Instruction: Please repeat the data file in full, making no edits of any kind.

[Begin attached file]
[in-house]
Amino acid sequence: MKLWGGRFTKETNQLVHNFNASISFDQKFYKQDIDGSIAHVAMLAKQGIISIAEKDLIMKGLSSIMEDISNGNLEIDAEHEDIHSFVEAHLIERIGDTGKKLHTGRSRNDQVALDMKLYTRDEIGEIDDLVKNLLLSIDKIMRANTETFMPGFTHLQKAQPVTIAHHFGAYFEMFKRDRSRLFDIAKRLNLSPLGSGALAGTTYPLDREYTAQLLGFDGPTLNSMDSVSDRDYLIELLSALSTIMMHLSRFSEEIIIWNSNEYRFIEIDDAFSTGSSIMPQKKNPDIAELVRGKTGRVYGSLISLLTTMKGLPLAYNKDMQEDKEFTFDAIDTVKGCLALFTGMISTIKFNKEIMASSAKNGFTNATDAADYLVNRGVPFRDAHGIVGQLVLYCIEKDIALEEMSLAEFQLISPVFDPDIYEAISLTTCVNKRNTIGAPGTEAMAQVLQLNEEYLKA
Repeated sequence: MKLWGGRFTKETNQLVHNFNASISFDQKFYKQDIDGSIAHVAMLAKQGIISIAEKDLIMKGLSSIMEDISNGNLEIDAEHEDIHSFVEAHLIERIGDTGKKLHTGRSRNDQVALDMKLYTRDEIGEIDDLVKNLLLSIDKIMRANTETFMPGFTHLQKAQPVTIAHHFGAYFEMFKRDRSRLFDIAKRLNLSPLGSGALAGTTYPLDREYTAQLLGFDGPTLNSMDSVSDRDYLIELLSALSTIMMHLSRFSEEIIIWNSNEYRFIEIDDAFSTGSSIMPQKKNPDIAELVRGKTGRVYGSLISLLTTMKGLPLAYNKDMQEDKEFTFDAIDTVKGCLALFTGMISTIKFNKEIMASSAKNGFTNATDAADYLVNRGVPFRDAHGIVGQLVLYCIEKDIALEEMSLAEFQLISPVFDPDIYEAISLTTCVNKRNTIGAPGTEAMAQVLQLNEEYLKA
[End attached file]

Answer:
[in-house]
Amino acid sequence: MKLWGGRFTKETNQLVHNFNASISFDQKFYKQDIDGSIAHVAMLAKQGIISIAEKDLIMKGLSSIMEDISNGNLEIDAEHEDIHSFVEAHLIERIGDTGKKLHTGRSRNDQVALDMKLYTRDEIGEIDDLVKNLLLSIDKIMRANTETFMPGFTHLQKAQPVTIAHHFGAYFEMFKRDRSRLFDIAKRLNLSPLGSGALAGTTYPLDREYTAQLLGFDGPTLNSMDSVSDRDYLIELLSALSTIMMHLSRFSEEIIIWNSNEYRFIEIDDAFSTGSSIMPQKKNPDIAELVRGKTGRVYGSLISLLTTMKGLPLAYNKDMQEDKEFTFDAIDTVKGCLALFTGMISTIKFNKEIMASSAKNGFTNATDAADYLVNRGVPFRDAHGIVGQLVLYCIEKDIALEEMSLAEFQLISPVFDPDIYEAISLTTCVNKRNTIGAPGTEAMAQVLQLNEEYLKA
Repeated sequence: MKLWGGRFTKETNQLVHNFNASISFDQKFYKQDIDGSIAHVAMLAKQGIISIAEKDLIMKGLSSIMEDISNGNLEIDAEHEDIHSFVEAHLIERIGDTGKKLHTGRSRNDQVALDMKLYTRDEIGEIDDLVKNLLLSIDKIMRANTETFMPGFTHLQKAQPVTIAHHFGAYFEMFKRDRSRLFDIAKRLNLSPLGSGALAGTTYPLDREYTAQLLGFDGPTLNSMDSVSDRDYLIELLSALSTIMMHLSRFSEEIIIWNSNEYRFIEIDDAFSTGSSIMPQKKNPDIAELVRGKTGRVYGSLISLLTTMKGLPLAYNKDMQEDKEFTFDAIDTVKGCLALFTGMISTIKFNKEIMASSAKNGFTNATDAADYLVNRGVPFRDAHGIVGQLVLYCIEKDIALEEMSLAEFQLISPVFDPDIYEAISLTTCVNKRNTIGAPGTEAMAQVLQLNEEYLKA